Michael Luo, New York Times, December 1, 2009
College-educated black men, especially, have struggled relative to their white counterparts in this downturn, according to figures from the Bureau of Labor Statistics. The unemployment rate for black male college graduates 25 and older in 2009 has been nearly twice that of white male college graduates–8.4 percent compared with 4.4 percent.
Various academic studies have confirmed that black job seekers have a harder time than whites. A study published several years ago in The American Economic Review titled “Are Emily and Greg More Employable than Lakisha and Jamal?” found that applicants with black-sounding names received 50 percent fewer callbacks than those with white-sounding names.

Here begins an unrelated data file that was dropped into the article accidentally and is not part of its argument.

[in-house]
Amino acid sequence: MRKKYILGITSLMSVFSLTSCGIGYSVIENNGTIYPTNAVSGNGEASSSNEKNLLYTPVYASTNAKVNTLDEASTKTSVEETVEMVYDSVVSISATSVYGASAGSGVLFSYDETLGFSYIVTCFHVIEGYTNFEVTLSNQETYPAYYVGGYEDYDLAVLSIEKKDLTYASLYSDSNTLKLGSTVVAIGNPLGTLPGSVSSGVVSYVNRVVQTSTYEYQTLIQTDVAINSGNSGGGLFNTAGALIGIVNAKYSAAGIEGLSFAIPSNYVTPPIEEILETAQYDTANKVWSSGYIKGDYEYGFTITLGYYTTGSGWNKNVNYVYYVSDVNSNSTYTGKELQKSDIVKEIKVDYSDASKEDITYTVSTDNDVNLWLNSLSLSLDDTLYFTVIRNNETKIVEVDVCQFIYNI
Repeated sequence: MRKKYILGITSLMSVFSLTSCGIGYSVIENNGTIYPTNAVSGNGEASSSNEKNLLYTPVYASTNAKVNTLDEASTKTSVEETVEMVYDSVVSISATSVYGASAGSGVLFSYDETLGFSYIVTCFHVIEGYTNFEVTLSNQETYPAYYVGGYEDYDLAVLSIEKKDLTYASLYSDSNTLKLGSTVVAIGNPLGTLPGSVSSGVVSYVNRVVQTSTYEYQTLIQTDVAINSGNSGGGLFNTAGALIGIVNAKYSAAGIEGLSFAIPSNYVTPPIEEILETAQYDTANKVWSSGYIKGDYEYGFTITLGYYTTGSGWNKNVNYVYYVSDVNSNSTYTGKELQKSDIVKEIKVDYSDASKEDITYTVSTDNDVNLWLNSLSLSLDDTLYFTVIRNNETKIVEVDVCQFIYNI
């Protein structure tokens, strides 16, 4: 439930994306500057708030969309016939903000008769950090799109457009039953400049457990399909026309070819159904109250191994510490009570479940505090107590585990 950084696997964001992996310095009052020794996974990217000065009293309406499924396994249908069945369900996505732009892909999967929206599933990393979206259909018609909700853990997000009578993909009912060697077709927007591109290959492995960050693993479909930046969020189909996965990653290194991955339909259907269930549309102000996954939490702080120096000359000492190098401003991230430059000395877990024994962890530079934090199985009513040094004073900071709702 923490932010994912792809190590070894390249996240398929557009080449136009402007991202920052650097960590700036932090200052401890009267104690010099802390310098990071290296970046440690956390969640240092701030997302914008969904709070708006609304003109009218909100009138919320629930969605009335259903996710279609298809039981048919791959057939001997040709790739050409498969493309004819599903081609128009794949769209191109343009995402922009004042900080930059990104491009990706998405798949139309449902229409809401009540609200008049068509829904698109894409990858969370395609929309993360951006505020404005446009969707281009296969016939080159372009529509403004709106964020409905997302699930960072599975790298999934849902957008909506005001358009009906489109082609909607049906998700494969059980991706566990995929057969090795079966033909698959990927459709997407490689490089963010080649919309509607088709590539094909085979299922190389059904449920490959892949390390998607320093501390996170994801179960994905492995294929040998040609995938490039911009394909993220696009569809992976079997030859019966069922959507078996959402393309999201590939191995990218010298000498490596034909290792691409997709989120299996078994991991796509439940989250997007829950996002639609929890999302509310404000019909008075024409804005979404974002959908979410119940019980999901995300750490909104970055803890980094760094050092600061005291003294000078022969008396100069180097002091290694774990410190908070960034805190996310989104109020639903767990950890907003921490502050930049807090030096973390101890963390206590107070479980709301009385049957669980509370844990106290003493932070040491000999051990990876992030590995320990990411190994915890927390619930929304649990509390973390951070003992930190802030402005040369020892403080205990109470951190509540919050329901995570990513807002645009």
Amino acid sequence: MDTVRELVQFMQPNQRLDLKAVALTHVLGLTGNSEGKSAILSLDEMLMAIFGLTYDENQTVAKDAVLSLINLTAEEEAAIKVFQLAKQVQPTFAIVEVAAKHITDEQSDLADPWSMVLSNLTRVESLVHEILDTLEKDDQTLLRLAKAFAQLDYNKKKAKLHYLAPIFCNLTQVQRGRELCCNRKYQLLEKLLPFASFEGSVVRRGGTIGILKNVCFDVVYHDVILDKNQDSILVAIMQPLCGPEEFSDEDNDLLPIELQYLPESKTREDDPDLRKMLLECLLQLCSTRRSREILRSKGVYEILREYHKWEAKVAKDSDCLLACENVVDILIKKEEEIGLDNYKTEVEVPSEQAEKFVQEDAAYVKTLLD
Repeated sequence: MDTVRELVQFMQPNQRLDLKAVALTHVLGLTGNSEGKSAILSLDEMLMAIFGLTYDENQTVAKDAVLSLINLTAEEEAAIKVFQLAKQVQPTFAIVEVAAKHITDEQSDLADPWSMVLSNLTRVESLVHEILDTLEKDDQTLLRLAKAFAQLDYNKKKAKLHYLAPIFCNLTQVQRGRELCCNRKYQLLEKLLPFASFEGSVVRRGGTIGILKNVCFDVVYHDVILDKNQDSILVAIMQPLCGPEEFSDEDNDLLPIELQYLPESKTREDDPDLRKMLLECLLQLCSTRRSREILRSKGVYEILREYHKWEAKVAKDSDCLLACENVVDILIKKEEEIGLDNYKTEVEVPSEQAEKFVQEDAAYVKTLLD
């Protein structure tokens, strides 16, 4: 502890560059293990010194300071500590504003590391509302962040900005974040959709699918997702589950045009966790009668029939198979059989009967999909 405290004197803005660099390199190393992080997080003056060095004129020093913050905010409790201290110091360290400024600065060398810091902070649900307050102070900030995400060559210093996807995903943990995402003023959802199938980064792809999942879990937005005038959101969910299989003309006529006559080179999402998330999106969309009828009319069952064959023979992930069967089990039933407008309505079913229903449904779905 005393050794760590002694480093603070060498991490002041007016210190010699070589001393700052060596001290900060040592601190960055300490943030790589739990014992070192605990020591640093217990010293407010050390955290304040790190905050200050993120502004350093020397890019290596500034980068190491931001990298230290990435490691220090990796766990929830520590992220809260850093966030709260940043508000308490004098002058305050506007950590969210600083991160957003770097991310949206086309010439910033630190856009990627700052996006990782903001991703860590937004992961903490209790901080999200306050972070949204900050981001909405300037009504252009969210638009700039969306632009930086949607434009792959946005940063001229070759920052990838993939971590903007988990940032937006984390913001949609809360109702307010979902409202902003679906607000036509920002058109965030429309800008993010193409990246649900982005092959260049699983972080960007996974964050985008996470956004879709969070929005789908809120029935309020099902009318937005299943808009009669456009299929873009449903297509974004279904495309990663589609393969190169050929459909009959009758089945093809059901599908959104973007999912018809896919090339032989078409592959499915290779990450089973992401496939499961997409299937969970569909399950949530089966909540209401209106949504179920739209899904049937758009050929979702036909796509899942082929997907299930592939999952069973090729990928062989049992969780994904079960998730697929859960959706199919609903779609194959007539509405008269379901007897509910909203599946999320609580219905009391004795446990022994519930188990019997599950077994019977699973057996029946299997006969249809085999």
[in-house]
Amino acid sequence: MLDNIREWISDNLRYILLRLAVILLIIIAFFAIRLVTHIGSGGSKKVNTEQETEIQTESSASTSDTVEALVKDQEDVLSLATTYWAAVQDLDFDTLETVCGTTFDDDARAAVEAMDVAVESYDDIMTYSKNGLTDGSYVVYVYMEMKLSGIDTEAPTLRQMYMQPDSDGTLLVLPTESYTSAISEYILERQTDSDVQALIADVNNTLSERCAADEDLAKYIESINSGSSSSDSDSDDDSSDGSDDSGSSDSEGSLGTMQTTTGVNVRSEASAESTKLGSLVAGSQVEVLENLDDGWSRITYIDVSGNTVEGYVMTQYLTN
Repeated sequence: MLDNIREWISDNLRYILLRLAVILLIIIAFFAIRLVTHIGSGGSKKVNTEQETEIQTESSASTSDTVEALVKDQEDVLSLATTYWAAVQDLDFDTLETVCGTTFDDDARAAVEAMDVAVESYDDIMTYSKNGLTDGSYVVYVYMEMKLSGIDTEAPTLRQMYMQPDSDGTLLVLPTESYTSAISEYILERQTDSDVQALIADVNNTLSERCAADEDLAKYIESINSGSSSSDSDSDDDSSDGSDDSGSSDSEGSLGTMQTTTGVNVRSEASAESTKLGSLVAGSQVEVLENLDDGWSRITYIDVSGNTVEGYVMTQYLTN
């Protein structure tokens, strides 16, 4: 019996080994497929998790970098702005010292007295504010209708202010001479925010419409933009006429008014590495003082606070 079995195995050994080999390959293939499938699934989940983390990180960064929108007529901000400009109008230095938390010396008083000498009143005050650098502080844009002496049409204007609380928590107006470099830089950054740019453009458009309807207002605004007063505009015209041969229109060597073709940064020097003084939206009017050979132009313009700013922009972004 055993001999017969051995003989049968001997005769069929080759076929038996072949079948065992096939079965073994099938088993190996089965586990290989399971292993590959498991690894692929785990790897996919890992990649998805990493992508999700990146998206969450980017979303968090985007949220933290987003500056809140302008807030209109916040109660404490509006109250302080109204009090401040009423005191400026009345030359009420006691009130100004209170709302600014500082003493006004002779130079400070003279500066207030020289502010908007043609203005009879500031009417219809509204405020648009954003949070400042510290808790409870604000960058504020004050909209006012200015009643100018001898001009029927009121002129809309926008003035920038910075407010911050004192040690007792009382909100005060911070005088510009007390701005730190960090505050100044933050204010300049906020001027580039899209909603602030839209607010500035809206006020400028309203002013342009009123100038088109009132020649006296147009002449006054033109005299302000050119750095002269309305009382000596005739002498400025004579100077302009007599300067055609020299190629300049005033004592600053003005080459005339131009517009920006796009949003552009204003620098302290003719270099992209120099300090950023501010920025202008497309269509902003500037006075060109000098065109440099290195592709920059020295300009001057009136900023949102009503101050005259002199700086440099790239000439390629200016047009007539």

A more recent study, published this year in The Journal of Labor Economics found white, Asian and Hispanic managers tended to hire more whites and fewer blacks than black managers did.
[Editor’s Note: Another story on “race-based hiring” can be read here. At the end there is a link to the Journal of Labor Economics mentioned above.]